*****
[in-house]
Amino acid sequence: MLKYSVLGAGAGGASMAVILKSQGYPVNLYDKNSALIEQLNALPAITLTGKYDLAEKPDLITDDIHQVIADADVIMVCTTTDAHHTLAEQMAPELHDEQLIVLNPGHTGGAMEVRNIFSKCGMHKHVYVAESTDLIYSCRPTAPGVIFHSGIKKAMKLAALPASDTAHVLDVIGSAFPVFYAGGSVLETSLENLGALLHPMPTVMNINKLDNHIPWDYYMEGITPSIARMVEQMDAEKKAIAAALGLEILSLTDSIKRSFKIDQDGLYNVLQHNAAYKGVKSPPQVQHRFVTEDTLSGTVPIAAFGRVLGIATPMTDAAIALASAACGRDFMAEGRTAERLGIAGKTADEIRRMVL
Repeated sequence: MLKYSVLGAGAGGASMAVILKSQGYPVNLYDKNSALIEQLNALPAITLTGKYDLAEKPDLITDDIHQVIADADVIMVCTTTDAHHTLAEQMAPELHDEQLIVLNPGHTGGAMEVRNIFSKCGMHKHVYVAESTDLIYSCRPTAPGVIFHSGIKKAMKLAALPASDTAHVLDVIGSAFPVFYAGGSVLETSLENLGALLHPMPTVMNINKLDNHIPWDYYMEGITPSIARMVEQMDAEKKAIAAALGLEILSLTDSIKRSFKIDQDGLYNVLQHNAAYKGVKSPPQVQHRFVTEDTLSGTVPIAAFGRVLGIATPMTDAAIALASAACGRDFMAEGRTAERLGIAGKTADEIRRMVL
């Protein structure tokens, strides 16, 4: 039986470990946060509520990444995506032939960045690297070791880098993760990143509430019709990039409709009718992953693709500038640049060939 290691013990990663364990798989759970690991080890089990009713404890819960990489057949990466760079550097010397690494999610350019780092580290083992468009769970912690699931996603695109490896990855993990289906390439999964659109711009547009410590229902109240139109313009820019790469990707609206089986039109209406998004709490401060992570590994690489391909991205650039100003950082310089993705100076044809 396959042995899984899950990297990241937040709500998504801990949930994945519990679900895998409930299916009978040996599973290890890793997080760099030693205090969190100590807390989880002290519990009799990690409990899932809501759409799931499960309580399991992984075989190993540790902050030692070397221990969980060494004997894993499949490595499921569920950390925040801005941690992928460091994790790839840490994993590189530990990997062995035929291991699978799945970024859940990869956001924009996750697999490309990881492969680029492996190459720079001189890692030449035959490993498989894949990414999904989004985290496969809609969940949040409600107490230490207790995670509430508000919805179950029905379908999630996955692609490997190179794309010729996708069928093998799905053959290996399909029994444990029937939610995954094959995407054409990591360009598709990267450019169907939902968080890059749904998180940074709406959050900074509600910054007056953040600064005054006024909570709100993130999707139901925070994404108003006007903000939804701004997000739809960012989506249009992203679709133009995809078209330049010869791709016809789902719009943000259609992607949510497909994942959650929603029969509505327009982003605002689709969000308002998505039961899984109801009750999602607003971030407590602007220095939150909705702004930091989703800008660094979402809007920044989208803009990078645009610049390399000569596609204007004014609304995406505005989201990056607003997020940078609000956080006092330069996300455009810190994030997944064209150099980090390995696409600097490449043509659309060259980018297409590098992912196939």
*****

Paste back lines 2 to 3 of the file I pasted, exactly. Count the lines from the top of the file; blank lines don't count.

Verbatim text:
Amino acid sequence: MLKYSVLGAGAGGASMAVILKSQGYPVNLYDKNSALIEQLNALPAITLTGKYDLAEKPDLITDDIHQVIADADVIMVCTTTDAHHTLAEQMAPELHDEQLIVLNPGHTGGAMEVRNIFSKCGMHKHVYVAESTDLIYSCRPTAPGVIFHSGIKKAMKLAALPASDTAHVLDVIGSAFPVFYAGGSVLETSLENLGALLHPMPTVMNINKLDNHIPWDYYMEGITPSIARMVEQMDAEKKAIAAALGLEILSLTDSIKRSFKIDQDGLYNVLQHNAAYKGVKSPPQVQHRFVTEDTLSGTVPIAAFGRVLGIATPMTDAAIALASAACGRDFMAEGRTAERLGIAGKTADEIRRMVL
Repeated sequence: MLKYSVLGAGAGGASMAVILKSQGYPVNLYDKNSALIEQLNALPAITLTGKYDLAEKPDLITDDIHQVIADADVIMVCTTTDAHHTLAEQMAPELHDEQLIVLNPGHTGGAMEVRNIFSKCGMHKHVYVAESTDLIYSCRPTAPGVIFHSGIKKAMKLAALPASDTAHVLDVIGSAFPVFYAGGSVLETSLENLGALLHPMPTVMNINKLDNHIPWDYYMEGITPSIARMVEQMDAEKKAIAAALGLEILSLTDSIKRSFKIDQDGLYNVLQHNAAYKGVKSPPQVQHRFVTEDTLSGTVPIAAFGRVLGIATPMTDAAIALASAACGRDFMAEGRTAERLGIAGKTADEIRRMVL